The Washington Post can be credited for bringing this ridiculous management fiasco to my attention: $6 Billion Lockheed Deal For Spy Plane in Jeopardy. Reading the story reveals that it’s an even more amazing situation: “The Army ordered Lockheed Martin Corp. to stop work on a $6 billion manned spy plane program yesterday after determining that the company’s proposal would not meet the project’s requirements.”
What I’m still trying to figure out is how did the contract ever get awarded and Lockheed start working on the project if their proposal didn’t meet the project requirements in the first place?
Let’s try to clarify the situation by drawing a simple parallel: you’ve asked a carpet company to bid on installing new carpet throughout your office, they’ve submitted a bid that doesn’t actually match your specifications, but to which you, for no obvious reason, say “Looks good! Why don’t you get started?” A few days later your partner says “Hey! We wanted blue carpet and they’re installing green! Didn’t you actually check the darn bid before giving them the go-ahead?”
Seems unlikely, doesn’t it? But for this $6 billion spy plane project it’s not unlikely at all, in fact, it’s criminal idiocy, it’s hundreds of millions of of our tax dollars being grossly mismanaged in exactly this fashion.
Didn’t anyone at the Army actually check the proposal against the project specifications to ensure that it matched before telling Lockheed to get started? Or has it come down to a situation where Lockheed and similar aerospace companies are so confident in their bids that they just green light the project simultaneous to submitting the bid?
To find out more, I decided to spend some time digging into this story. The Post reports that the project is called the “Aerial Common Sensor”, so I Googled the phrase. Seconds later I was reading about the Aerial Common Sensor [ACS] on the Federation of American Scientists Web site. My question: Was the contract actually ever approved by the Army, or was Lockheed working on the project without formal approval?
A bit more digging and I found that Morningstar quoted Dow Jones News Service on an article entitled Lockheed Hasn’t Been Paid $7 Million on Troubled Spy-Plane Work, wherein the article states: “Lockheed Martin won an $879 million contract last year to develop the Aerial Common Sensor, a new spy plane sought by the Army and the Navy. The program is now at risk of cancelation after encountering weight, cooling and other aircraft problems.”
So this is clearly an evolving fiasco, where the contract was awarded to Lockheed, but that in addition to the issue of aircraft size (as reported by the Post) there are also problems with weight and cooling. More importantly, given the latest Post reporting, it’s baffling – and, yes, maddening – to learn that the initial Lockheed proposal was approved by the Army even though it didn’t meet the requirements of the project.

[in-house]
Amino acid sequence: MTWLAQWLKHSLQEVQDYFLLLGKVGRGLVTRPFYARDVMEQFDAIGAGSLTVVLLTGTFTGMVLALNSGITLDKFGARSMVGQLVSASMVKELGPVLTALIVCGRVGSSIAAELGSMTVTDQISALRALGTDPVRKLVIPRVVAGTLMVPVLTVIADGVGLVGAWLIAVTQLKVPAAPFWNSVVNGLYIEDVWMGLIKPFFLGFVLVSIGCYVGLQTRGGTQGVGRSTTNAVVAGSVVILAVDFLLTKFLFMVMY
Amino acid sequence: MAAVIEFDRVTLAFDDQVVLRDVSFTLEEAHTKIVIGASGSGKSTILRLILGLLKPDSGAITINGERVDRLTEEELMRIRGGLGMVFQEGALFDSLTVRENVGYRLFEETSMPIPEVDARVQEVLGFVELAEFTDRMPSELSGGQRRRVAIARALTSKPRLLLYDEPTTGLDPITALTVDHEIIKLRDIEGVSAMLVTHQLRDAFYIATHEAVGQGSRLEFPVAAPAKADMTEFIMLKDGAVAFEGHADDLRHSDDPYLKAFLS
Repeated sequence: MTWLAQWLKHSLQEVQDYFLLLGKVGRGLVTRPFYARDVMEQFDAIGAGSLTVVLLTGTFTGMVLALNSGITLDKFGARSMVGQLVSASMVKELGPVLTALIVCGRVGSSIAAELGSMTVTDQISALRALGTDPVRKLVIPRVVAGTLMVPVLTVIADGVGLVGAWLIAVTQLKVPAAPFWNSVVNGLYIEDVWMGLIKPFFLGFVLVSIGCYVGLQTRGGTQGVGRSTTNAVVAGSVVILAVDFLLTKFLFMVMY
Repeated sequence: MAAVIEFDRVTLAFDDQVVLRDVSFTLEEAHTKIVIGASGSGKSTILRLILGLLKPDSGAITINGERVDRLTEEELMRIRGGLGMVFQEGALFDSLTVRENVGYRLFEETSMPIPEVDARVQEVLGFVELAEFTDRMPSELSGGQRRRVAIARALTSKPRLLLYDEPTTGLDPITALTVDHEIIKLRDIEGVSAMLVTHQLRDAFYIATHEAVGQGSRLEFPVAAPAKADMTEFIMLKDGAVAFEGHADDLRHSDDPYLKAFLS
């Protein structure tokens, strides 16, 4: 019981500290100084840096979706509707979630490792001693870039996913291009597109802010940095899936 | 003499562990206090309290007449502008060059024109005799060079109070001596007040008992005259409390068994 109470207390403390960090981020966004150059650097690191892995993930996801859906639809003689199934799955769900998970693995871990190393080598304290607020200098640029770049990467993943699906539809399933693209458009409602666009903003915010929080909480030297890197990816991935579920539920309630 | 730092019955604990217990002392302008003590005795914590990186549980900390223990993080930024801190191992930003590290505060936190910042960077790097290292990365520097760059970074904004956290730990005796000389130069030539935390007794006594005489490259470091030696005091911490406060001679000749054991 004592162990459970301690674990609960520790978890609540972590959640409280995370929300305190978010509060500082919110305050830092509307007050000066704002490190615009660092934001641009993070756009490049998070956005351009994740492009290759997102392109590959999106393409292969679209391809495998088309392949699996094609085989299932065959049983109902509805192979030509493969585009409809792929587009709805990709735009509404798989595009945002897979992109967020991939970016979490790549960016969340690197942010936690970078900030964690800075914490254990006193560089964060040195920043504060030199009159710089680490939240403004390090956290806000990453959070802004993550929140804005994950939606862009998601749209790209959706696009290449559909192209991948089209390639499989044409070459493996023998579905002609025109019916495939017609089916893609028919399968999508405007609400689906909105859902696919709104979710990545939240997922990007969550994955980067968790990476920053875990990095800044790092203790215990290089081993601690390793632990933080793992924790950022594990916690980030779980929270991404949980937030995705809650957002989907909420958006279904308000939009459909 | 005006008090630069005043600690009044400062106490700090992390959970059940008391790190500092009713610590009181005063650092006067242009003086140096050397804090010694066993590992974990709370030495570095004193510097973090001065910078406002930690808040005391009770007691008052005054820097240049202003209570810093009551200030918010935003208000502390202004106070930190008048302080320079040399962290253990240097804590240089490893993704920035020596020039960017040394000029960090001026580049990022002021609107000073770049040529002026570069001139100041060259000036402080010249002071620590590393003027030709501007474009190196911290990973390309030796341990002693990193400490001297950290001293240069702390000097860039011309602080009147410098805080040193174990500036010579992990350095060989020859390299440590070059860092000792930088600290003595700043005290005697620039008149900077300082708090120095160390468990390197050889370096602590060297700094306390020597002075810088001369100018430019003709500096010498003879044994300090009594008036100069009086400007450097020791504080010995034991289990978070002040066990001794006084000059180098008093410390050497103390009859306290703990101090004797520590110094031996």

As a taxpayer I’m not pleased to read “If the Pentagon ends the program for reasons other than poor performance, Lockheed could receive a hefty termination fee” and to realize that if the Army incorrectly gave a green light to Lockheed, that it probably isn’t considered “poor performance” on the part of the contractor and Lockheed could get an estimated $50 million termination fee, according to sources. Is this the military’s version of a golden parachute?
I’m just aghast at this story because as a working professional, I never tell someone to go ahead until we agree that what they’ll deliver meets my specs and requirements, and I’d never proceed with client work until I have a contract in hand and am confident that my deliverables are an exact match for their requirements. I bet you’re the same.
How can Lockheed and the Army get away with this sort of dismal mismanagement? We’re not just talking about a few million dollars, either, we’re talking about a $6 billion dollar project, $6 billion that could, for example, go a long way to restoring the damage from Hurricane Katrina. Heck, the $50 million cancellation fee – if that actually happens – could by itself be a big help!
With stories like this happening under our noses, it’s very hard not to become completely cynical about government incompetence and military mismanagement of billion dollar budgets, to say the least.